A reasonably enjoyable and quick read, very reminiscent for older readers such as myself of the WWII adventures of Biggles. A few minor inaccuracies with the details of historical accuracy, but overall a fun read, especially for younger teens/older children which is the intended target audience I think. For them, maybe 3 1/2 out of 5.
I won't describe the plot - others have done so and it is in the book description - but like Biggles does stretch the credibility at times, but just go with the flow and you'll enjoy the romp.
Put together an incredibly inept and stupid hero, a brilliant and beautiful female supervillain, a neanderthal-like thug of a policeman in love with his wife Courtney, who is a shotgun, a villain dressed in a blue bunny suit and mix them together with an entire city turned into zombies with only an "intelligent" zombie and ever more expendable henchmen as allies and you get an incredibly silly but fun story. It is a bit violent at times, but it's cartoon violence, in the main tongue in cheek and very humourous.
There are also little jokes and references to other books and movies, which I think many readers might miss, but which I loved. For example when our heroes are confronted by pink dinosaurs, Captain Rescue says as an aside that he should have brought a glass of water as an early warning system, which must I think be a reference to the famous scene in "Jurassic Park".
It does slow down a little in the second half when the story becomes even sillier, with bigfoot, genies, evil dolphins, etc., but these are all presumably leading up to Book 2 in the series.
Overall, just go with the fast paced flow of the story and enjoy the thrills of the rollercoaster.
Written for teens, this book also has a lot to offer oldies like me too, especially if you think you'd like the humour of Compton MacKenzie's Highland novels told in a slapstick manner.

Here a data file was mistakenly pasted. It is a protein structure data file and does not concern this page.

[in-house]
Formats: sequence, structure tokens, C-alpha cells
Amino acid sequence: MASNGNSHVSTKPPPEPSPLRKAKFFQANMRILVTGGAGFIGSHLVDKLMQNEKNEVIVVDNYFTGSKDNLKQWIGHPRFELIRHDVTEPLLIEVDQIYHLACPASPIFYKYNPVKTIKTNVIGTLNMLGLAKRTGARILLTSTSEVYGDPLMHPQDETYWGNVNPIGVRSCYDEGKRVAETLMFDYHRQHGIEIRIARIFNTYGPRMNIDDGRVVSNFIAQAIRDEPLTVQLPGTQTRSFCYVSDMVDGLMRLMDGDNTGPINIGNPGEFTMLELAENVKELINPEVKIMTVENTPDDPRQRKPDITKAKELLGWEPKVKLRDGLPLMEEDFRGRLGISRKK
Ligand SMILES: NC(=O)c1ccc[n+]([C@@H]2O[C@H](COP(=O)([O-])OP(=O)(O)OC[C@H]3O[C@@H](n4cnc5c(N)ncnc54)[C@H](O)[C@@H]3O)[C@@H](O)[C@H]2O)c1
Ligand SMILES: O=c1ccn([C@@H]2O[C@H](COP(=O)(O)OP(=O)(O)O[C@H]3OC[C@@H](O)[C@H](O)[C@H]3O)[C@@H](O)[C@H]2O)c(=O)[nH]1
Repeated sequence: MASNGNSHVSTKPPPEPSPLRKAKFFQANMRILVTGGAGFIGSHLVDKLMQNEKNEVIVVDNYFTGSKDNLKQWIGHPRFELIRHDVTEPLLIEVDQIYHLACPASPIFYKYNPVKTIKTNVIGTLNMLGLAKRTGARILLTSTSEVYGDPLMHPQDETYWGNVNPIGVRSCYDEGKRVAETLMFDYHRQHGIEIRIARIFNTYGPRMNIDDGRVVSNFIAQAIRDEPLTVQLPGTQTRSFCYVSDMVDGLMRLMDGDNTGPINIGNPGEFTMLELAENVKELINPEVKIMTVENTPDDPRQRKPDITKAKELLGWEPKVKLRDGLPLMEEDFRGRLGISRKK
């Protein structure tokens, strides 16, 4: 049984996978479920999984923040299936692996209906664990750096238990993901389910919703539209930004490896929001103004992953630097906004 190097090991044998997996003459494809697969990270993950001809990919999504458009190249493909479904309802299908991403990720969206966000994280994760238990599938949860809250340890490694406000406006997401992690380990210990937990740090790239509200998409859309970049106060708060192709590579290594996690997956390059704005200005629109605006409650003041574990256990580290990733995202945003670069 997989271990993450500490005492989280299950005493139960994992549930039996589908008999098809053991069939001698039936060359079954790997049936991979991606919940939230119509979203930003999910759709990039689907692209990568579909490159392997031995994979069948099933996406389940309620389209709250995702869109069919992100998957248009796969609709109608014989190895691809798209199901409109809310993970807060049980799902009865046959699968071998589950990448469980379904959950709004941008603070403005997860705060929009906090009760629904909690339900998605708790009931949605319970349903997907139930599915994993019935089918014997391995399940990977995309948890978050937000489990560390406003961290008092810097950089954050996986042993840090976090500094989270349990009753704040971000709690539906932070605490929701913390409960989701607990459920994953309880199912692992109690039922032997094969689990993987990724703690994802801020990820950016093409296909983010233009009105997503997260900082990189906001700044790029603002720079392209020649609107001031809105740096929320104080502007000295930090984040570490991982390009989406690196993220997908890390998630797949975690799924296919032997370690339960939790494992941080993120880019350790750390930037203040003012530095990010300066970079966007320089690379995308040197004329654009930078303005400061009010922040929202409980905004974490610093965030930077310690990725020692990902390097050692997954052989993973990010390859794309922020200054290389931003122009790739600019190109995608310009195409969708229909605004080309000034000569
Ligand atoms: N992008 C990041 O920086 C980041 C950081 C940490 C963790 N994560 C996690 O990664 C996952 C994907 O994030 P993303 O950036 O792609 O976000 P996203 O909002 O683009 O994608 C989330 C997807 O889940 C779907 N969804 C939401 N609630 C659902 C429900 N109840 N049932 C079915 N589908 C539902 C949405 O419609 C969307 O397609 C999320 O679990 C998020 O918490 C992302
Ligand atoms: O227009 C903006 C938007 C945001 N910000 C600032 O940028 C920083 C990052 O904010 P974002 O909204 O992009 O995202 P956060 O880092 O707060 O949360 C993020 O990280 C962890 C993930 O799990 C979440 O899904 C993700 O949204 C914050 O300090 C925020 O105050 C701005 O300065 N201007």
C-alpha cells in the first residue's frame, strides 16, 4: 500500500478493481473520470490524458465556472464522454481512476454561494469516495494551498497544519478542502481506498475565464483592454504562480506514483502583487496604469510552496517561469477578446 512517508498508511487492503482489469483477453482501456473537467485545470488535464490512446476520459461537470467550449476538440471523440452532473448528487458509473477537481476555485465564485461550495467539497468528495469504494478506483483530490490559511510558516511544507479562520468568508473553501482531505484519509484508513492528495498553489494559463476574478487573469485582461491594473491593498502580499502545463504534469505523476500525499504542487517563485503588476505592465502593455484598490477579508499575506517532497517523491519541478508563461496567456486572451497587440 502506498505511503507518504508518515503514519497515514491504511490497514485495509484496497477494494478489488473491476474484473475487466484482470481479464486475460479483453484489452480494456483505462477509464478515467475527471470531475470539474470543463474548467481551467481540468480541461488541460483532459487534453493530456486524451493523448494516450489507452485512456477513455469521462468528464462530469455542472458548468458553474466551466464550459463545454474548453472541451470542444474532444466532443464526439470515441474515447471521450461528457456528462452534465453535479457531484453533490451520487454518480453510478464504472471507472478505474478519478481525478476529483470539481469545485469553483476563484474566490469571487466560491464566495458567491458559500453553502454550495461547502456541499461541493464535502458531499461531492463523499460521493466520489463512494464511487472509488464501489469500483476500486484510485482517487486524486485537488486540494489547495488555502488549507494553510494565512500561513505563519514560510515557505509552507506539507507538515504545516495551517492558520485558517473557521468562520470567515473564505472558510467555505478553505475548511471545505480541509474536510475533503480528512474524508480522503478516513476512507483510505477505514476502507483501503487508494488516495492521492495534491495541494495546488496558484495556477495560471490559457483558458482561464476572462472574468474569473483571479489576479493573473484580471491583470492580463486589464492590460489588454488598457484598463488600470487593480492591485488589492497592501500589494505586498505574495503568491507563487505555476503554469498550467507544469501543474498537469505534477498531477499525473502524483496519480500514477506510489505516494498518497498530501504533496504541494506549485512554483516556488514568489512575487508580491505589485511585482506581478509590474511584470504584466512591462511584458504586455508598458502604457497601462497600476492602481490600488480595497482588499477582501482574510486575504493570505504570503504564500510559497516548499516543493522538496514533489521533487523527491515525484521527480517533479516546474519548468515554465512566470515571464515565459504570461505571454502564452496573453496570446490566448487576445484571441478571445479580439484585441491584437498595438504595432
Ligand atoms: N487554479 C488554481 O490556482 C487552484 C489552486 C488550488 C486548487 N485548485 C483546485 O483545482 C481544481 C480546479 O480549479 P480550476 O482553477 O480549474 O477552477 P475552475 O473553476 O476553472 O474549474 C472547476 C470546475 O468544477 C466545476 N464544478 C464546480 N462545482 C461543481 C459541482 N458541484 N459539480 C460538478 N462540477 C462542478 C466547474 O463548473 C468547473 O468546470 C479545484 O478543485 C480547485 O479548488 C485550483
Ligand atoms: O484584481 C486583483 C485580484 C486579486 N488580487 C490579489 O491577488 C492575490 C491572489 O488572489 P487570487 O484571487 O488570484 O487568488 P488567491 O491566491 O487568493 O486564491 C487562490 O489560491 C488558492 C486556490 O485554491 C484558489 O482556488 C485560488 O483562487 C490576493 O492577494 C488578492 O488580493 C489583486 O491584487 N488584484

The plot itself is nothing new: heir moves back to ancestral home, finds something amiss - in this case it's falling down and ready to be demolished - but is determined to make it work, but can only overcome the machinations of the local "baddie" if he/she can get family and/or locals to back him/her.
The author here has made it fresh by injecting a lot of humour, much of it slapstick, into all the characters and their interactions. A good read, enhanced by the fact that at only 27,000 words it doesn't overstay its welcome.
Recommended, particularly for younger readers.
If you like conspiracy theories and short fast-moving stories with plenty of action, then this is the book for you.
Having said that, the plot is a little unbelievable - think Dan Brown on a budget - and I would have preferred a lot more detail about the history of the Ameristocracy itself and what it was doing before and since the assassinations of Lincoln and Kennedy to give them more weight in the story than just as a bunch of faceless "baddies". For example, what exactly is the "Renewed Society" program which is the catalyst for a full-blown assault on the Presidency?
Still, Paul Moxham writes his action scenes well. They are very visual and his style is very reminiscent of Matthew Reilly.
Ameristocracy is an enjoyable, quick read and if you were a younger (teen) reader I'd probably give it a rating of 3 1/2 rather than 3.
This book presents a logical and efficient method to de-clutter your home (and your life). A strong point is the many helpful hints which can be used in isolation for quick fixes to individual storage problems around the house.
Now if only I could find the motivation to start!